It’s hard for me to say whether or not I always wanted to become an entrepreneur, but I can vividly recall specific places and people that impacted me, and the ways in which I began to construct my business character. I practiced a variety of sports in the past, and always believed that hard work is the road to realizing our dreams. But did practicing sports actually help me reach my business goals?
When I was a kid, I was allowed to pick any type of sport or leisure activity to get involved with, as long as I promised to commit to it at least until the end of the school year. Such were my mother’s orders, and in following them, I learned how to maintain my initial level of enthusiasm for a long period of time. I persisted in the second last sports activity I chose, athletics, for over nine years.
During these years I slowly began to realize that I was training far more than just my muscles, and that being successful in a race was not the only thing I could get out of the whole process. Alongside my athletic training, I was developing specific personality traits, which impacted all areas of my life, not just my athletic performance.
As an athlete I competed in middle- and long-distance running. I ran two marathons, a race, which generally resembles many areas of life, including the world of entrepreneurship.
Running is an individual sport – when you are out on the track, you are on your own. Marathon races in particular require an athlete to show great perseverance, patience and focus. When you are running, water and small snacks can support your performance, however, these aids aren’t always available to you every time you might want them. The same applies to entrepreneurship: coming across people with which you can collaborate, is far less predictable than the location of water stations along a marathon route.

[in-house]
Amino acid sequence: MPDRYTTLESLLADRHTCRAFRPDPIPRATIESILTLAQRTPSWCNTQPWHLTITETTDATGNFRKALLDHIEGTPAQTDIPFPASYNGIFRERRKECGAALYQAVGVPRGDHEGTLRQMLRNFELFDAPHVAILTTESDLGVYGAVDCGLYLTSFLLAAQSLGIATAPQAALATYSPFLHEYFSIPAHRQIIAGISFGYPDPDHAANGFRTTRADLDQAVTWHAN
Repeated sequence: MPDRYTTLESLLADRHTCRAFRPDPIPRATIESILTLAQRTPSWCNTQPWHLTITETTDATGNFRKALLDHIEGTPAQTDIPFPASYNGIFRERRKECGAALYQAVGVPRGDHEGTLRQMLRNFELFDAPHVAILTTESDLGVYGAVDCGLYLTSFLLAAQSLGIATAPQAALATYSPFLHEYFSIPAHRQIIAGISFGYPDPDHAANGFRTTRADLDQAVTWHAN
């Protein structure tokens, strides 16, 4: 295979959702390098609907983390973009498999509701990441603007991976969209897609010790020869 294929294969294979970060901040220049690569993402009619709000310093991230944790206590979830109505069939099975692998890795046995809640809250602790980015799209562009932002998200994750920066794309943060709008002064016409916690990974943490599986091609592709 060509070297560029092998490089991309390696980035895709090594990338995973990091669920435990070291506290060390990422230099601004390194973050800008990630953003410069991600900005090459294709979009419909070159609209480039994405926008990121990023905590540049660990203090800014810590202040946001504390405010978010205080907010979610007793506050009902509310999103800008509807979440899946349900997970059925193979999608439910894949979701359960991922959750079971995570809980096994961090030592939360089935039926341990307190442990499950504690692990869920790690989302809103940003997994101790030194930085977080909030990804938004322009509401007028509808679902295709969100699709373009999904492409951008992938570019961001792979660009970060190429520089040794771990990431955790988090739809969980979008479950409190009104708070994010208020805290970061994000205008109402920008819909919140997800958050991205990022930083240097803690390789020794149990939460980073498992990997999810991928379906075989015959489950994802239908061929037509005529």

In addition, getting ahead in business without perseverance, patience and focus is basically impossible. Starting a company can be done in an instant, but it will take working hard over a long period of time to build and develop it.
Acquiring relevant experience, however, is rarely free – an athlete pays to train, and even then the result of their work is unpredictable. This is true in both sports and entrepreneurship. In my experience, training is paid for and pays off, even though the positive effects of it might not be evident exactly when you want or require them to be. I have personally found this to be true in sports, however, it is too early to extend this conclusion to the world of business.